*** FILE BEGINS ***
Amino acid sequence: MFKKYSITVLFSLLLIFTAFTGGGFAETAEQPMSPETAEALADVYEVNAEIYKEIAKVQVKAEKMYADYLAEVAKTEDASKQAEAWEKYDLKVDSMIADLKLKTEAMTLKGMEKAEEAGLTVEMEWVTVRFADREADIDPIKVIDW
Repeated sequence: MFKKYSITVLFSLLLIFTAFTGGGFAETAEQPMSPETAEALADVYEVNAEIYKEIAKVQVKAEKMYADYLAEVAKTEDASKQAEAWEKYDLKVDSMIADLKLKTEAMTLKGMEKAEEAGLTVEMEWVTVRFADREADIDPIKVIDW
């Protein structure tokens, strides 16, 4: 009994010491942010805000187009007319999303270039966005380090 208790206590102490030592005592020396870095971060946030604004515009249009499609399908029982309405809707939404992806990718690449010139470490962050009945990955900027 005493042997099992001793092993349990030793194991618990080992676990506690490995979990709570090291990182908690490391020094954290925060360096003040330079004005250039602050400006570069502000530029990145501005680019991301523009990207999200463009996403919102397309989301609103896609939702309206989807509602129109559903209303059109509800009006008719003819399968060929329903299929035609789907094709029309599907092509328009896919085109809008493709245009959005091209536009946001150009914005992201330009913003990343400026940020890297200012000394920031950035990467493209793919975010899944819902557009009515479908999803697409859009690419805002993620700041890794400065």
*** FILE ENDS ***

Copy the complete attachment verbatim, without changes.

Amino acid sequence: MFKKYSITVLFSLLLIFTAFTGGGFAETAEQPMSPETAEALADVYEVNAEIYKEIAKVQVKAEKMYADYLAEVAKTEDASKQAEAWEKYDLKVDSMIADLKLKTEAMTLKGMEKAEEAGLTVEMEWVTVRFADREADIDPIKVIDW
Repeated sequence: MFKKYSITVLFSLLLIFTAFTGGGFAETAEQPMSPETAEALADVYEVNAEIYKEIAKVQVKAEKMYADYLAEVAKTEDASKQAEAWEKYDLKVDSMIADLKLKTEAMTLKGMEKAEEAGLTVEMEWVTVRFADREADIDPIKVIDW
């Protein structure tokens, strides 16, 4: 009994010491942010805000187009007319999303270039966005380090 208790206590102490030592005592020396870095971060946030604004515009249009499609399908029982309405809707939404992806990718690449010139470490962050009945990955900027 005493042997099992001793092993349990030793194991618990080992676990506690490995979990709570090291990182908690490391020094954290925060360096003040330079004005250039602050400006570069502000530029990145501005680019991301523009990207999200463009996403919102397309989301609103896609939702309206989807509602129109559903209303059109509800009006008719003819399968060929329903299929035609789907094709029309599907092509328009896919085109809008493709245009959005091209536009946001150009914005992201330009913003990343400026940020890297200012000394920031950035990467493209793919975010899944819902557009009515479908999803697409859009690419805002993620700041890794400065």